Before starting any work with a software development agency, it’s important to learn how the agency delivers quality and approaches security. These software attributes are critical to your project’s success. A single mistake can cost you. Say you launch an eCommerce platform but eventually find it has some performance issues. Ouch, that might cost you thousands of dollars in revenue. Or take a clinic management solution. An EHR-related error not only threatens your revenue and reputation but puts patients’ lives at risk.
This guide covers how we manage quality and security at Steelkiwi. We talk about how we meet customers’ quality requirements, deliver on our promises, and ensure our products and services are safe and reliable, comply with laws, standards, and regulations, and meet environmental policies.
We could have just highlighted a few abbreviations and ISO standards that govern important software development processes. But we aren’t here to leave you in the dark, so we’ll explain in simple terms how we ensure quality and secure software development.
Quality principles at Steelkiwi
We follow CI/CD (continuous integration and continuous delivery) practices and createbuild, staging, and production environments. This allows us to implement consistent project management practices and communicate openly. We rely on user feedback to find out users’ needs, generate feature ideas, and validate our assumptions. Once a concept is proven and functionality is regression tested, we move to production.
We never start development unless project requirements are clearly documented with user stories and acceptance criteria. By doing so, we avoid unexpected results and ensure all stakeholders and users are satisfied with what they get in the end.
User stories and acceptance criteria are important elements of software documentation. They help us:
- Properly set client expectations for a product
- Clarify expected outcomes and provide precise details about functionality
- Ensure everyone on the team has a shared understanding of the requirements
- Accurately plan and estimate tasks
- Give developers and QA specialists a clear-cut way to define if a feature is done
- Check if we built the right product and built it correctly
Apart from this, we employ certain practices to ensure we create secure and high-quality software.
#1 Create a clear definition of done (DoD)
We create a definition of done (DoD) for every task, be it research, documenting, auditing, refactoring, development, A/B testing, deployment, or any combination of these. Only once the DoD is clearly defined do we get started on a task. By doing so, we attain a shared understanding of expectations that the current increment must meet to be released to users, create a transparent threshold of quality, and deliver software on time.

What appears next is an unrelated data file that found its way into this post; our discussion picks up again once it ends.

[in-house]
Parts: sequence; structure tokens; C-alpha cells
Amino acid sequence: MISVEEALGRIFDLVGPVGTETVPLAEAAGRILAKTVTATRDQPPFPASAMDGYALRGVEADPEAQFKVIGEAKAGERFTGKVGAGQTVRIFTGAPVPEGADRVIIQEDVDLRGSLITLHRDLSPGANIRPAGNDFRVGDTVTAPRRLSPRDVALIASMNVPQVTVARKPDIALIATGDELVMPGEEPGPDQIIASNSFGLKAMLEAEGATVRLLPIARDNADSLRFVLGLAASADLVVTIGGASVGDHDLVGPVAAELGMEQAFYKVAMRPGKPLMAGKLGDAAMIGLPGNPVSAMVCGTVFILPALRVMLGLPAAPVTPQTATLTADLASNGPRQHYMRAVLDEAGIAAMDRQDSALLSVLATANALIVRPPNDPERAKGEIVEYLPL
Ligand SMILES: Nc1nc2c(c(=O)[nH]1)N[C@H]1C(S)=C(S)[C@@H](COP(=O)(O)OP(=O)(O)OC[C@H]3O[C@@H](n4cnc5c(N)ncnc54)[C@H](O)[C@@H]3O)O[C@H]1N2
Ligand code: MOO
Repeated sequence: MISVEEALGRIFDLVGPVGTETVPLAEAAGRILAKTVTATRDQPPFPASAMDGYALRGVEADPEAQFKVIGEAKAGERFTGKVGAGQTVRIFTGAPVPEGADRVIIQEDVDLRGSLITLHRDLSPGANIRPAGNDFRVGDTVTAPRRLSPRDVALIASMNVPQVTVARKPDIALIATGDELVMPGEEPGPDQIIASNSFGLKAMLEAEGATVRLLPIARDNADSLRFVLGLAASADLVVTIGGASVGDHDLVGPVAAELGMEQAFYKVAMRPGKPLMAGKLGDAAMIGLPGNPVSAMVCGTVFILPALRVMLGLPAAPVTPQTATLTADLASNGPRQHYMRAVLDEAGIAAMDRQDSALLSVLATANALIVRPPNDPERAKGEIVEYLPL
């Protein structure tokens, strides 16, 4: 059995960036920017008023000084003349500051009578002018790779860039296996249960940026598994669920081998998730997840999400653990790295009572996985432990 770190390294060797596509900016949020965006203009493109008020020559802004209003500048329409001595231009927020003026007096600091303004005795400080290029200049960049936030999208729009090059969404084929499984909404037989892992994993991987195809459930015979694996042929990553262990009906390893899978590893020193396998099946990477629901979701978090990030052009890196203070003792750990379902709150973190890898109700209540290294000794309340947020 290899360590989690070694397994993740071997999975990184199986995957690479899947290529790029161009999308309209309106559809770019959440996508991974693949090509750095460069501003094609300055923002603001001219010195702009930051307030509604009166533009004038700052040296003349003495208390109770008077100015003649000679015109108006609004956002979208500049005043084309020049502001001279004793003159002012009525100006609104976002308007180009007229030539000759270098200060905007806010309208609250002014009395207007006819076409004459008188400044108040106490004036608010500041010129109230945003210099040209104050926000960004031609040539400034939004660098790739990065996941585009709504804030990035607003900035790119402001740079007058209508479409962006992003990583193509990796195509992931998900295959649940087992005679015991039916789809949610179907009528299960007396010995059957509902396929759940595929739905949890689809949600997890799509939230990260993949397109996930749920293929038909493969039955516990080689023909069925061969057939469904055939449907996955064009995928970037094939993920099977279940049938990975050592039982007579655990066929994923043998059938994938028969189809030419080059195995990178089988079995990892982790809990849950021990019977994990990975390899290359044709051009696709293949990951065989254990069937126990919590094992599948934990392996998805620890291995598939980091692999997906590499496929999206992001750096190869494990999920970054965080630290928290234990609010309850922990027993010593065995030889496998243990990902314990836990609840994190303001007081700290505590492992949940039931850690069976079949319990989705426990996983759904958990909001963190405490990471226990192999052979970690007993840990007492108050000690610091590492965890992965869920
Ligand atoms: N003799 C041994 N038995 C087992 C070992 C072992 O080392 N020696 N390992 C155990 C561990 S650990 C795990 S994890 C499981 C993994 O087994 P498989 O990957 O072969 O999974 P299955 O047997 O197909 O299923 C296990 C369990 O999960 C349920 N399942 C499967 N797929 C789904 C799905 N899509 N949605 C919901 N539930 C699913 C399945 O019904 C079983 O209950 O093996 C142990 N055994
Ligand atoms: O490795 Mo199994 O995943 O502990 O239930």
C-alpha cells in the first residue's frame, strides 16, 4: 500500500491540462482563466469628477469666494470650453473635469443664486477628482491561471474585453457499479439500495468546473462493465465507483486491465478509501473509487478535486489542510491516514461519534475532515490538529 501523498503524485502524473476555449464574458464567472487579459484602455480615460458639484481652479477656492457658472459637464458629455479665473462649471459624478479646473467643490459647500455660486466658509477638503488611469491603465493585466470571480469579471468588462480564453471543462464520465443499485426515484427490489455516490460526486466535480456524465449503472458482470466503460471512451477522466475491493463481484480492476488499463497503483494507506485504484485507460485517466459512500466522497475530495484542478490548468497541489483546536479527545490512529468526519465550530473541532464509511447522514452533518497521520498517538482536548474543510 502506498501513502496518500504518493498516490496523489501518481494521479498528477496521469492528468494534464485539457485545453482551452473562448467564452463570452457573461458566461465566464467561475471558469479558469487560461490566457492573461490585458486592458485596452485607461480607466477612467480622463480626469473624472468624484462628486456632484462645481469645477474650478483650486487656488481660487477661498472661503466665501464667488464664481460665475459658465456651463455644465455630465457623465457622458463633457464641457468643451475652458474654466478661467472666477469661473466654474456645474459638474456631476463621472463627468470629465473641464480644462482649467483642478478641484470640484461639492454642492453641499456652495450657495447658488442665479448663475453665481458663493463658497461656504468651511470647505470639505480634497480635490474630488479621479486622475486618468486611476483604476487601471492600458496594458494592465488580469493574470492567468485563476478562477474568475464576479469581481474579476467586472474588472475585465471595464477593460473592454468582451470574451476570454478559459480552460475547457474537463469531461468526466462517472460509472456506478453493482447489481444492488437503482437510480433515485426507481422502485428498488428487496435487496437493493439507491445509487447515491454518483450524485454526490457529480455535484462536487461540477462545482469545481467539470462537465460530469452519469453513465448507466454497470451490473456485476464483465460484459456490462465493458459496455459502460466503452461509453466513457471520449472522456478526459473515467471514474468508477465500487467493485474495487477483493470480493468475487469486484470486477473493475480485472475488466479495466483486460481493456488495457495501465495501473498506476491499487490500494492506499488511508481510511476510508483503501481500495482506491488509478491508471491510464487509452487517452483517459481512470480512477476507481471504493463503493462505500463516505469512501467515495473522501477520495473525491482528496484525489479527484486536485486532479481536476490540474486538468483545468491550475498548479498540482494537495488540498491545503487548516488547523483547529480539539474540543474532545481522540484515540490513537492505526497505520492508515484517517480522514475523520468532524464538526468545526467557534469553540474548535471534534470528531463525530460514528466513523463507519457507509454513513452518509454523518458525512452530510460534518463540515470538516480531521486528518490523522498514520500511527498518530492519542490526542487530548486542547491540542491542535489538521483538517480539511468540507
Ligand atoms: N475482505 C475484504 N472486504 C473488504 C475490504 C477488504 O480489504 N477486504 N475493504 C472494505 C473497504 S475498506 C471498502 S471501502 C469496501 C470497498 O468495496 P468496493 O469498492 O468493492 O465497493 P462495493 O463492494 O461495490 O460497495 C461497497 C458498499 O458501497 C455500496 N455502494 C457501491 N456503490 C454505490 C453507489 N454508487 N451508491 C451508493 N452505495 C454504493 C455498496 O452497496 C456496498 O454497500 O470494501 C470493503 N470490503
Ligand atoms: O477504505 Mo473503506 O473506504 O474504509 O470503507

#2 Use coding best practices
There’s a clear relationship between development processes and product quality. Our developers assess their code against coding standards and coding best practices to ensure everyone follows the same coding style and to improve code readability, consistency, and maintainability. Also, we refactor legacy code when necessary to reduce its complexity and clean up the codebase.
#3 Test early, test often, and test through the entire development process
It’s important to make sure we maintain product quality at each step and in each sprint. Therefore, our development team works together with quality assurance specialists to ensure software is of the highest quality throughout the entire development process.
Before rolling code out to production, we double test functionality and do regression testing (which we’ll talk about a bit later).
#4 Communication is critical
Good communication saves effort, time, and money. At Steelkiwi, we stand for open communication and encourage every team member to share their ideas and experiences, actively participate in meetings, and ask questions.
It’s also important to document bugs and issues fully and clearly as well as to rely on user feedback loops and translate them into development tasks.
#5 Identify and manage risks
Software development is a complex process that may contain risks regarding estimations, costs, scope variations, end user engagement, stakeholder expectations, and more. To mitigate threats to project success and minimize their impact on the project, we identify potential risks and define responses to be taken if those risks materialize — all by drawing on our experience and knowledge.
#6 Think long-term
Quick wins matter. But long-term perspectives are important too. Before starting a project, it’s important to discuss the product’s overall concept and expectations with developers and project stakeholders and to assign clear roles and set clear responsibilities for the entire team. Additionally, you should communicate your scaling plans with the development team to define which scaling method is right for your project and design the architecture so that scaling the solution is painless when the time comes.
Types of software testing we provide